NPA welcomes interim review calls for simpler, risk-based regulation
12th Jul 2018 / By Alistair Driver
The NPA has welcomed the interim findings of a Defra-commissioned review that recommends radical changes to how farms are inspected and regulated after we leave the EU.
An interim report by Dame Glenys Stacey, chair of the Farm Inspection and Regulation Review (FIRR), recommends that a new single farm inspectorate should replace the current range of inspection bodies on farms.
It sets out a new more focused and risk-based approach to farm regulation and inspections, with simpler collection and sharing of data between agencies.
Commissioned by Defra Secretary Michael Gove in February, the interim report outlines the problems with the current system of farm regulation, largely borne out of the requirements of the Common Agricultural Policy (CAP).
It finds that farmers and regulators alike are exasperated by the demands of regulation, which are unduly precise and inflexible. As we leave the EU, there is an opportunity to rebuild trust between the regulating authority and the farmer, it says.
An estimated 150,000 farm inspections are carried out each year by multiple agencies such as the Rural Payments Agency, the Animal and Plant Health Agency, Natural England and local authorities just to meet the strict criteria of the CAP.
The report discusses the opportunity to use a ‘single field force’ and a farm ratings system to conduct more meaningful farm inspections, as part of a more flexible, proportionate regulation. A simpler and more targeted regulatory system would be ‘an immensely powerful tool in achieving the government’s environmental objectives and supporting farmers to uphold standards’, it adds.
“The regulator needs the whole picture of what is happening on the farm and to be able to weigh it up, rather than sight of just one issue or aspect. Were we to adopt that approach, the government and the regulator could consider together the value of a farm ratings system,” ithe report says.
Without going into detail, the report suggests there would be ‘clear advantages in linking farm assurance schemes (and food producer schemes) to regulation in a consistent and coherent way’.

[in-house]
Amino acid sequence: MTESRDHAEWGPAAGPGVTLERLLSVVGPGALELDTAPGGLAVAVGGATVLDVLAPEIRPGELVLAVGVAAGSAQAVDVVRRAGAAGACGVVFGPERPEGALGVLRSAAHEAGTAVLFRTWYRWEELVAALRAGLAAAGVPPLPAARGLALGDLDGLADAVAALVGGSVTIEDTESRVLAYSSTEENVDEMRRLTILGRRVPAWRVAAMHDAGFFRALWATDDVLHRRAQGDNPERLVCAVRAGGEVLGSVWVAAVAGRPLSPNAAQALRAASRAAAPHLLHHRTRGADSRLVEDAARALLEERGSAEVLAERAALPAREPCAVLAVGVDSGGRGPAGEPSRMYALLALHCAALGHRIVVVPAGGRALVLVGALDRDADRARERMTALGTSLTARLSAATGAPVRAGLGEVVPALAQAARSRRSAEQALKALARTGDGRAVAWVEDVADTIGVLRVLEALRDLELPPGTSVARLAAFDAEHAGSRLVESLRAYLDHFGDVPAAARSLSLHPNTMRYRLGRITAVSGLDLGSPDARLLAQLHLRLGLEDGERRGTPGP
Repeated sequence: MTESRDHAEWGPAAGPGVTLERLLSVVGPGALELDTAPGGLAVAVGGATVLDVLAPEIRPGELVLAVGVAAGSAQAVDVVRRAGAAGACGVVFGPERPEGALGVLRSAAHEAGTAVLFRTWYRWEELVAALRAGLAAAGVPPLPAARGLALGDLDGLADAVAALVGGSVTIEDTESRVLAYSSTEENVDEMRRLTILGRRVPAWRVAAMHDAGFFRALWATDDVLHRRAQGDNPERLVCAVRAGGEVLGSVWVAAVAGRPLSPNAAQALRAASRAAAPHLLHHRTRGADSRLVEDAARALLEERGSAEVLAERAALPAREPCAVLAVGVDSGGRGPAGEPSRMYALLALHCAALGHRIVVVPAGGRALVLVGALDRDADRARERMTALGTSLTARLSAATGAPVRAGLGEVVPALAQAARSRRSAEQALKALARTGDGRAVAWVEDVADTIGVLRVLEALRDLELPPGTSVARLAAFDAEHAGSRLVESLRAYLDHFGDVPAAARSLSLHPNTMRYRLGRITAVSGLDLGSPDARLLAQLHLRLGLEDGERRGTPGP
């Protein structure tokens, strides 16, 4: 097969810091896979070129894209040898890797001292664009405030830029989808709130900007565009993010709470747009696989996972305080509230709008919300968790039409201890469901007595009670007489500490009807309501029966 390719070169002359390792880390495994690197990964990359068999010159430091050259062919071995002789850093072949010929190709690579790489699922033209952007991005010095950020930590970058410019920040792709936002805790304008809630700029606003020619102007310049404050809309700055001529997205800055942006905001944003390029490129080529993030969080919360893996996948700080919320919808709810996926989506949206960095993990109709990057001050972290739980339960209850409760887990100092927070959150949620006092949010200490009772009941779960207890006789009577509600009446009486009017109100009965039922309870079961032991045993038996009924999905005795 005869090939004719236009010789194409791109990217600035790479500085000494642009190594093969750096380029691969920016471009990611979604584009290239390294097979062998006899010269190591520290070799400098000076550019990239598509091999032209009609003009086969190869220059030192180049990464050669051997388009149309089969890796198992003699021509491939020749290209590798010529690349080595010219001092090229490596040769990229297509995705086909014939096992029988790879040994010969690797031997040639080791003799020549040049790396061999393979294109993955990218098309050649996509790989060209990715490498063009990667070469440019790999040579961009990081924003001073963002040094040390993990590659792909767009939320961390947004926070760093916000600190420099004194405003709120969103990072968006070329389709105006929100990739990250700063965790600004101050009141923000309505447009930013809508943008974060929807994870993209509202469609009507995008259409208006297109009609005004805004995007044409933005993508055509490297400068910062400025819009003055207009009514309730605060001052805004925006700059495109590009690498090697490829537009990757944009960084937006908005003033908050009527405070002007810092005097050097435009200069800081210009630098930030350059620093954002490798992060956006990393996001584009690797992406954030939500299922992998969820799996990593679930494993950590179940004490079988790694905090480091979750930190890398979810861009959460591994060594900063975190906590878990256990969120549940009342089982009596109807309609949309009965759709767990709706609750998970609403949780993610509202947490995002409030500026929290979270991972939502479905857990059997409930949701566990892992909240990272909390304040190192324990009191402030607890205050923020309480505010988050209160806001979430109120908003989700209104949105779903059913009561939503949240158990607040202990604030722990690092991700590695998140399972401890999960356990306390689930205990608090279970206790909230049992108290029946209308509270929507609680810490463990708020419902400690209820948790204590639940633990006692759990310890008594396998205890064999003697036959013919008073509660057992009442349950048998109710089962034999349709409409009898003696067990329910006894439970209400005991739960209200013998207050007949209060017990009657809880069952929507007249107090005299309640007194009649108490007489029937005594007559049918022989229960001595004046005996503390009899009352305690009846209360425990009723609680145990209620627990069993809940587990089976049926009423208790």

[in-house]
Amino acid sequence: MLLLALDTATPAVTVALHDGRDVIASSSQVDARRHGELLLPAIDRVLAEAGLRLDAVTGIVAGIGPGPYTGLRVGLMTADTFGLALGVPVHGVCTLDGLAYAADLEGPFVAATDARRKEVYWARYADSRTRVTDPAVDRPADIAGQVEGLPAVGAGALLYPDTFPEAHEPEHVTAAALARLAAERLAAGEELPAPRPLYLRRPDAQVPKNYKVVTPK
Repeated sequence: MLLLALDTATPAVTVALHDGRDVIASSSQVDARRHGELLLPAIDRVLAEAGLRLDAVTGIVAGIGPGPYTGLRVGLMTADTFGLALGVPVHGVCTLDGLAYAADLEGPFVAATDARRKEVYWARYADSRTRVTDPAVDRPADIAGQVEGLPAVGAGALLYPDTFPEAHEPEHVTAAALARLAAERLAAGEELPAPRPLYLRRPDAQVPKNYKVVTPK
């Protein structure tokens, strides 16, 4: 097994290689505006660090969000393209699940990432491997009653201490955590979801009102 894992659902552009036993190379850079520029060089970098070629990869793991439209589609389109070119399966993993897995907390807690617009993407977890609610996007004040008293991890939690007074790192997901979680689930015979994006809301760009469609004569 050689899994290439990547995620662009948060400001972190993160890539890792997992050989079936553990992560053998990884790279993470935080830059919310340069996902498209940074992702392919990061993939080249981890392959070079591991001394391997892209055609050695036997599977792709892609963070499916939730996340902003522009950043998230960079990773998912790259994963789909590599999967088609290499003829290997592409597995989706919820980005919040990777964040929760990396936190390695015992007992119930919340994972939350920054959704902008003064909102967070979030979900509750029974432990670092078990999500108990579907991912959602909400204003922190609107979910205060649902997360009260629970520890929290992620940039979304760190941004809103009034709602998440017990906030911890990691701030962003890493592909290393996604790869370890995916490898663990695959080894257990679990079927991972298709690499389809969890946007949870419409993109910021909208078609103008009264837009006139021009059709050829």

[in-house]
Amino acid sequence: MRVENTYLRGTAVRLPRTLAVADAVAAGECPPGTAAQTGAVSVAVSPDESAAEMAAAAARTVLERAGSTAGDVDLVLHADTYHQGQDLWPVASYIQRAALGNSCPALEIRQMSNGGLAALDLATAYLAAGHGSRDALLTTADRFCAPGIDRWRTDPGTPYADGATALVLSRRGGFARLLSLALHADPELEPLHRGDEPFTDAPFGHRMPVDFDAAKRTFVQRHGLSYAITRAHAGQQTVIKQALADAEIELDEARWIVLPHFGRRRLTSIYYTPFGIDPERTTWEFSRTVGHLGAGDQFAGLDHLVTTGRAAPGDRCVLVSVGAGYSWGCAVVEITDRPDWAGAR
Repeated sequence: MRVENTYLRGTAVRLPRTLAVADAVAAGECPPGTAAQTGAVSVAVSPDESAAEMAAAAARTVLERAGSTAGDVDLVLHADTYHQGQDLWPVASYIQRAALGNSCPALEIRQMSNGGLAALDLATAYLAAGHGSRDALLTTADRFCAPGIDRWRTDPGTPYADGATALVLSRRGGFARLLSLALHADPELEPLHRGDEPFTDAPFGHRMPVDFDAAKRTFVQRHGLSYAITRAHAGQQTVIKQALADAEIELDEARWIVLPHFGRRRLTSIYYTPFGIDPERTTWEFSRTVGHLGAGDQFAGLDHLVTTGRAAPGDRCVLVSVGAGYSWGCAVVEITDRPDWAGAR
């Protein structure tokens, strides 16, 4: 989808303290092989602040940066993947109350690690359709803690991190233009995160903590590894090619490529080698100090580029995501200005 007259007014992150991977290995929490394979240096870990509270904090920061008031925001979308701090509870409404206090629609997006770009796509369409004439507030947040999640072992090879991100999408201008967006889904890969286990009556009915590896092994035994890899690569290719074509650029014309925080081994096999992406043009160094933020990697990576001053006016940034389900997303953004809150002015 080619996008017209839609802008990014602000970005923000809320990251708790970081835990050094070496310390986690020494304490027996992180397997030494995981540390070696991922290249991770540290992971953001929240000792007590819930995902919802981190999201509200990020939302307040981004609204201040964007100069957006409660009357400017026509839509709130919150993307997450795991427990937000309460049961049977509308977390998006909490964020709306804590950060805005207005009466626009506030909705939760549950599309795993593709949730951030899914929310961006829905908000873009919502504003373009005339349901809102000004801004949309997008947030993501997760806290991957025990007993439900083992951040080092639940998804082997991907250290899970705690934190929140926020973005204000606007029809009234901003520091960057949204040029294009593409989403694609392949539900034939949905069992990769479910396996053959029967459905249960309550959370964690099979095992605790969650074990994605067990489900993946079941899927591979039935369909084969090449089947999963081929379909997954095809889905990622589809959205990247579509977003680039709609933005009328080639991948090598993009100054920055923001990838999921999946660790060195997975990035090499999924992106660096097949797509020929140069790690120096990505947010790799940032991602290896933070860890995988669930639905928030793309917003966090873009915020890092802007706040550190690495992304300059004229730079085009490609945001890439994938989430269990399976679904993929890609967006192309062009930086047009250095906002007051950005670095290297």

As we leave the EU, trade considerations will be ‘exceptionally important in future’, the report adds, a reference to the Government’s desire to forge new trade deals and the questions this raises about maintaining UK standards.
“The regulator will need to hone, nurture and adapt standards to best deliver the aims of regulation, with one of those aims being to facilitate agricultural trade. Upon leaving the European Union, the way we regulate needs to be flexible and adaptive, and entirely in tune with the market,” the report states.
The Review is due to complete its work by the end of this year and will publish a final report with recommendations.
Dame Glenys said: ““This interim report sets out a direction of travel for farming regulation. We do not suggest piecemeal adjustments. Instead we think more radical change is necessary, to make the most of the opportunity we have now, and to best enable farmers to produce and market food while also meeting the other expectations government has of farming.’
Mr Gove said: “Dame Glenys makes a thorough and compelling case for fundamental changes to the existing inspection and regulation framework. The regulation on farmers under the CAP has imposed an extra bureaucratic headache on farmers, with no room to recognise innovation or good intent.”
NPA chief executive Zoe Davies said: “We welcome the principles outlined in this report, particularly the desire for reduced inspections, cost savings, simpler collection and sharing of data between agencies and, generally, a more focused, risk-based approach to inspection and regulation. Much of this is what we have been calling for over the years to help reduce the unnecessary burdens on pig producers.
“The establishment of single inspection body could deliver benefits but we would want to be clear about who is paying for it.
“We also need to ensure that whatever is put in place that it doesn’t add another level of bureaucracy, but is practical and simplifies the process of inspection as well as targeting those farms that do pose the highest risk, including those that aren’t regularly assessed.”
“As the reports highlights, our standards will have to take account any new trade deals after we leave the EU. We will continue to work tirelessly to ensure that, as we seek to maintain our high standards, UK pig farmers are not undermined by imports produced to standards not permitted in the UK.”